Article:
Don't have a TCI SuperCoder account yet? Become a Member >>

Long-Term Care Survey Alert

Risk Analysis:

Are You Making A Potentially Expensive Mistake?

Poor follow-through could earn you huge fines.

If you thought you could be perfunctory in your risk analysis or follow up on your privacy policies, think again. The HHS Office for Civil Rights (OCR) means business and is taking note of which healthcare entities perform skimpy risk assessments.

Another Self-Reported Breach Leads to OCR Investigation

Background: On Dec. 14, 2015, OCR announced a settlement agreement with the University of Washington School of Medicine (UWM) that addressed charges of potential HIPAA Security Rule violations. OCR charged that UWM failed to implement policies and procedures to prevent, detect, contain, and correct security violations.

OCR began investigating UWM after receiving a breach report on Nov. 7, 2013. The breach occurred after an employee downloaded an email attachment that contained malware that compromised UWM’s IT system, which then allowed an unauthorized individual access to the electronic protected health information (ePHI) of approximately 90,000 individuals.

Of the 90,000 patients’ records, approximately 76,000 patients’ exposed data involved a combination of patient names, medical record numbers, dates of service, and/or charges or bill balances. The rest of the patients’ exposed data included names, medical record numbers, other demographics such as addresses and phone numbers, birth dates, charges or bill balances, Social Security numbers, and insurance identification or Medicare numbers.

What Went Wrong

Good news: OCR’s investigation revealed that UWM did indeed have security policies requiring its affiliated entities to have up-to-date, documented system-level risk assessments and to implement safeguards in compliance with the HIPAA Security Rule. UWM is an affiliated covered entity (CE) encompassing designated healthcare components and other entities under the University of Washington’s control, including the University of Washington Medical Center, the primary teaching hospital of the University of Washington School of Medicine.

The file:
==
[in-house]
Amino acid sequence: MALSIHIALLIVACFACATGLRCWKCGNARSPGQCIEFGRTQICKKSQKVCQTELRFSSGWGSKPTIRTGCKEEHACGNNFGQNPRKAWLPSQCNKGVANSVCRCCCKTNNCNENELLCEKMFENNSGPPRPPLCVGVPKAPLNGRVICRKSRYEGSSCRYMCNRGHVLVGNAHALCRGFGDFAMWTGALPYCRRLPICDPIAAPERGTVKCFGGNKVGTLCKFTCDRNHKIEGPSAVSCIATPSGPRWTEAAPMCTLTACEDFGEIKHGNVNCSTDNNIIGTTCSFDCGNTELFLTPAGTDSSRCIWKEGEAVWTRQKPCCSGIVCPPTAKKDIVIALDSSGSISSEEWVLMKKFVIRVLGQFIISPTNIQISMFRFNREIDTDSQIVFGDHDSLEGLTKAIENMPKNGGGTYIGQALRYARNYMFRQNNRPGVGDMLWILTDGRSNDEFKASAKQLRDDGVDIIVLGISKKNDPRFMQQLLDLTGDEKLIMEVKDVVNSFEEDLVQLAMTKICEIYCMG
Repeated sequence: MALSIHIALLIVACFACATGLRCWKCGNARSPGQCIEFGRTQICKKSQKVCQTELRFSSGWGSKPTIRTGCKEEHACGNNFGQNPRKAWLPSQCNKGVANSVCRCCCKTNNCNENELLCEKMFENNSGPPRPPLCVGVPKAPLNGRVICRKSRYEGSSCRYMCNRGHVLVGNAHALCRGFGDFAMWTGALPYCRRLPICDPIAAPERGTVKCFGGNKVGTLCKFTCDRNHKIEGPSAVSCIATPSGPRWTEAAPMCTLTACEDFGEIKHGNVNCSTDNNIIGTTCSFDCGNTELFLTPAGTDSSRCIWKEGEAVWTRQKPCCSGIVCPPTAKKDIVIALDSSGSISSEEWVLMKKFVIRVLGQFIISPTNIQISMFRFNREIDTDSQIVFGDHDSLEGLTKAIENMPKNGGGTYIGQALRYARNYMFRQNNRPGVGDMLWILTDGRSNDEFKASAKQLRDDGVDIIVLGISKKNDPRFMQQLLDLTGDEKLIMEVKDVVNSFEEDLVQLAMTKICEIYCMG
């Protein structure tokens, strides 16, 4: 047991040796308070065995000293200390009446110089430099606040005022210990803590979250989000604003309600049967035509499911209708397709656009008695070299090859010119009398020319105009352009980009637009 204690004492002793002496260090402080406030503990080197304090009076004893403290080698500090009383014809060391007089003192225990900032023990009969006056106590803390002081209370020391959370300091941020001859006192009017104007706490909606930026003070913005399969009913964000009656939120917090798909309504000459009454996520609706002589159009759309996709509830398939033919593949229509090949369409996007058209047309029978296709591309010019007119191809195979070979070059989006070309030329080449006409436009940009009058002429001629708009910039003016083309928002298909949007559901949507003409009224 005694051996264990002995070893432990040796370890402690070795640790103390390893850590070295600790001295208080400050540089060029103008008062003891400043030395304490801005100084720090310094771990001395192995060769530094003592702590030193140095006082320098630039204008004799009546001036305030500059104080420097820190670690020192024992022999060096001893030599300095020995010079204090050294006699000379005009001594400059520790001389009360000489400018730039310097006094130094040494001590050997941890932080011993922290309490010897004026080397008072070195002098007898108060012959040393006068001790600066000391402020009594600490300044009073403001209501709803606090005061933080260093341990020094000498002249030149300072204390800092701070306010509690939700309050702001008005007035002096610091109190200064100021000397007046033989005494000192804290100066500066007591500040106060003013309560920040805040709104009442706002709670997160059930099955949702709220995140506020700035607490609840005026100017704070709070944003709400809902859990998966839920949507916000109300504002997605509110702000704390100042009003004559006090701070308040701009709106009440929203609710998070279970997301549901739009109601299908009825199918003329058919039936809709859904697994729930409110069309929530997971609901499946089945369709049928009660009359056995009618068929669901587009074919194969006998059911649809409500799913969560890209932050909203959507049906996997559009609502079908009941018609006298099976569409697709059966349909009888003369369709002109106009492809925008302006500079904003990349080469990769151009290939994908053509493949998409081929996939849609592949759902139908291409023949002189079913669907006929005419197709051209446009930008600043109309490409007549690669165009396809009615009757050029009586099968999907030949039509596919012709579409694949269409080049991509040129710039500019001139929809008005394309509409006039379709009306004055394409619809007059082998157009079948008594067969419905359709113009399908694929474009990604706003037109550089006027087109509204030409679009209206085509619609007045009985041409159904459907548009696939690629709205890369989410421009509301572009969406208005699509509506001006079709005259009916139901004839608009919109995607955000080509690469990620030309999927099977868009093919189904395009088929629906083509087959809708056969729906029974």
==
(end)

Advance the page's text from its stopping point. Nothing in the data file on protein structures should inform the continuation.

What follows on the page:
According to OCR, affiliated CEs like UWM “must have in place appropriate policies and processes to assure HIPAA compliance with respect to each of the entities that are part of the affiliated group.”

Bad news: But despite these policies, OCR’s investigation indicated that UWM failed to “ensure that all of its affiliated entities were properly conducting risk assessments and appropriately responding to the potential risks and vulnerabilities in their respective environments.”

The settlement includes a significant monetary payment of $750,000, a corrective action plan (CAP), and mandated annual reports to OCR on UWM’s compliance efforts, according to the announcement.

Is OCR Action a Response to OIG Report?

“Looks like we’re really seeing the fruits of all that pressure on [OCR] to enforce HIPAA,” says Jim Sheldon-Dean, founder and director of compliance services for Lewis Creek Systems LLC in Charlotte, VT. Sheldon-Dean refers to a recent HHS Office of Inspector General (OIG) report charging that OCR isn’t doing enough to enforce HIPAA compliance.

Lesson learned: The UWM settlement is the latest case reinforcing the need for a comprehensive risk assessment. If you aren’t conducting an organization-wide, thorough risk analysis, the OCR won’t offer you any favorable treatment — especially if you have a breach.

“All too often we see [CEs] with a limited risk analysis that focuses on a specific system, such as the electronic medical record, or that fails to provide appropriate oversight and accountability for all parts of the enterprise,” OCR Director Jocelyn Samuels said in a recent statement. “An effective risk analysis is one that is comprehensive in scope and is conducted across the organization to sufficiently address the risks and vulnerabilities to patient data.”

Don’t Hyper-Focus Your Risk Analyses

But the lesson of the UWM settlement isn’t limited to organizations operating as affiliated CEs, according to a Dec. 15, 2015 analysis by Ohio-based partner Chris Bennington of Bricker & Eckler Attorneys at Law. All CEs and business associates (BAs) “should review their most recent risk analysis to determine whether it was truly comprehensive in scope.”

Ask yourself: Was your most recent risk analysis limited to your EMR and other key systems, or did it include all of your organization’s systems that could potentially put patient data at risk?

“In the UWM case, the organization’s email system permitted a message containing malware to reach an employee’s inbox, and there was apparently no other system in place to prevent the malicious attachment from opening and compromising the system,” Bennington pointed out. “If UWM had conducted a more thorough risk analysis and implemented additional security on its systems, the breach and the resulting settlement may have been avoided.”

Link: To read the UWM Resolution Agreement and CAP, go to